And as with any study, you can't single out one tiny piece of it and generalize with it. Lyndsay, you say 75% of them are misinformed, what the article says is that 75% of them got one or two wrong, only 13% got 3+ wrong (while that's still high, its not the 75% your post makes it sound. I don't think that makes pediatricians as a profession misinformed...I also notice it doesn't say which statements they got incorrect. Some are significantly more important to get correct (i.e. safety related ones) than others.
Ashley - posted on 05/04/2010
Well, my son's doctor is just plain awesome, so I do listen to her.
I'm curious on the ages of the physicians tested? Some of the "old wive's tales" were common years ago, such as the aspirin and honey...
Alisa - posted on 05/04/2010
My baby sees my doctor and so far he hasn't said anything that qualifies as advice. He has told me that I could start solids but I don't have to. I do alot of research myself so that I can make informed decisions on my own. If something sounds like I might want to try it but I find conflicting information I ask him what he thinks. I then weigh all my options giving what the doc said a little more weight than everything else. He's an older gentleman and is pretty relaxed about how I do things and is willing to try anything.
Suzette - posted on 05/03/2010
Not all of it. I have had some quack doctors before. One put me on medication when I first started having seizures without even running tests, it was a very, very bad experience. And another one (very recently, when I first found out I was pregnant) wanted to up my medication dosage from 250 to 400 without any reasoning - he could give me NO medical reason why I needed to jump that high. I immediately switched neurologists. (The first time I was only 14 - with the bad meds so it took a while to get a new one - long long story. The second time I switched immediately.)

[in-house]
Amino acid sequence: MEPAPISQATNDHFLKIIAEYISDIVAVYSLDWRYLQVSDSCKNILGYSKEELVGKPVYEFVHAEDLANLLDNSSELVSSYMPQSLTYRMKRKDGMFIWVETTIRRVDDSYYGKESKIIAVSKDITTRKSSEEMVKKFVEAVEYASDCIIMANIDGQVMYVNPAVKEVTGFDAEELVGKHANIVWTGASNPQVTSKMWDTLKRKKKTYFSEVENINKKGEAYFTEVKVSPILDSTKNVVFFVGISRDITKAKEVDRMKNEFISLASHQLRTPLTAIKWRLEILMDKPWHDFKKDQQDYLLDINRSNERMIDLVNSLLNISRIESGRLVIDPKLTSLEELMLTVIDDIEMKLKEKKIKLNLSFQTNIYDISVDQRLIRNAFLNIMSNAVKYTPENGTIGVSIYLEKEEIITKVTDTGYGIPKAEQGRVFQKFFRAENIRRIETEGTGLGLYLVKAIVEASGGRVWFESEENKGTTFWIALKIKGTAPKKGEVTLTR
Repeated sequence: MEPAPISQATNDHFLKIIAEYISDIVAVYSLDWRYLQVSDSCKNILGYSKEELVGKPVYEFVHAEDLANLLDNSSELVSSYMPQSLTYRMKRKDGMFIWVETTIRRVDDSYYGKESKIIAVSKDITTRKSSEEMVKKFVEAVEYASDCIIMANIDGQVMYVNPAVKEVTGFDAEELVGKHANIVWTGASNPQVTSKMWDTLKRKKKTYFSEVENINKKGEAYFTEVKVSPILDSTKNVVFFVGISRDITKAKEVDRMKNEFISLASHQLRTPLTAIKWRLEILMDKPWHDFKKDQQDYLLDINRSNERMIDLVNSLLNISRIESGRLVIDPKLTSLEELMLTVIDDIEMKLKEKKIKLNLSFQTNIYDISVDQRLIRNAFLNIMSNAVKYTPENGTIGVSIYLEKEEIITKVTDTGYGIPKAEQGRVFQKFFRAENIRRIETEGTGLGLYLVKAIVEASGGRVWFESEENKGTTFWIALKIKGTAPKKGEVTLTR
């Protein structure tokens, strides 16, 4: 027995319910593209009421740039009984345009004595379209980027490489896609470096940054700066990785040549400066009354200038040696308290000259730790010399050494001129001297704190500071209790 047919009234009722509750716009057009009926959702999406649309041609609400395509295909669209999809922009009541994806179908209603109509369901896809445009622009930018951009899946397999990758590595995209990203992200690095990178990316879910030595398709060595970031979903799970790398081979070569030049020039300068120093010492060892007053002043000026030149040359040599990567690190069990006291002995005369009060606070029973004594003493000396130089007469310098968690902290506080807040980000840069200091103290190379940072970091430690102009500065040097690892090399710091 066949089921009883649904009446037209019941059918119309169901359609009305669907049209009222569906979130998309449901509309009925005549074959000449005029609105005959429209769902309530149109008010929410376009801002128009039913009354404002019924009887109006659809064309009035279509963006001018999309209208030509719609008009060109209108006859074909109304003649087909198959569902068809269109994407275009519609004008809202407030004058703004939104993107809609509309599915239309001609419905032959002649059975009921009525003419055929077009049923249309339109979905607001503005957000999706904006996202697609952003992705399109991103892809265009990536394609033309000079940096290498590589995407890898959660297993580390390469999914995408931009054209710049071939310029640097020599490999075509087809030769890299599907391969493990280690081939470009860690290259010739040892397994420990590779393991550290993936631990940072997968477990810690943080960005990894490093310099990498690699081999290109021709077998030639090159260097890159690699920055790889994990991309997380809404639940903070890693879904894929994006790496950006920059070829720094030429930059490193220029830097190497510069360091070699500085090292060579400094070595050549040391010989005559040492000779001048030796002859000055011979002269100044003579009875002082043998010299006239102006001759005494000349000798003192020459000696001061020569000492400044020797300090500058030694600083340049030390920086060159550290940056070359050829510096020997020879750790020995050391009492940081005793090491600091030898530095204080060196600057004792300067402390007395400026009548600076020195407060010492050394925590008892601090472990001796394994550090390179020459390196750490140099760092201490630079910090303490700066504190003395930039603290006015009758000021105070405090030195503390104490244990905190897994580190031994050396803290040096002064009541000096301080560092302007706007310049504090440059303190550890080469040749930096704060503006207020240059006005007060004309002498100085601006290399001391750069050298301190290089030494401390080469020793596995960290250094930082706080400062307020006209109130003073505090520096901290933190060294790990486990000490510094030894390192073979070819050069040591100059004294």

Now, everything I am told by doctors I will question a thousand times over. When my new neurologist wanted to up my medication by 50 mg when I was about 4.5 mo. pregnant, I peppered him with questions, told him I was uncomfortable, and he sent me to see an expert in the field. The expert agreed with both of us, but he explained things satisfactorily and I researched everything I was told until I felt comfortable with upping my dosage. Since then I've only been upped another 50 mg. (From that startling jump of 250 to 400, the new one has only upped me from 250 to 350 - from 4 mo preg to almost 8 mo. lol)
I do the same thing with my OB, I question everything, and with my primary. I'm sure it gets annoying, I know they have education, but I won't be misinformed again... or ill informed either! =)
Lyndsay - posted on 05/03/2010
I personally don't even see a pediatrician, I just go to my family doctor for everything and he's pretty good about dispelling old wives tales. But it is a little scary to think that people who specialize in treating children can be so misinformed... 3/4 (75%) is a big chunk of the pediatrician population!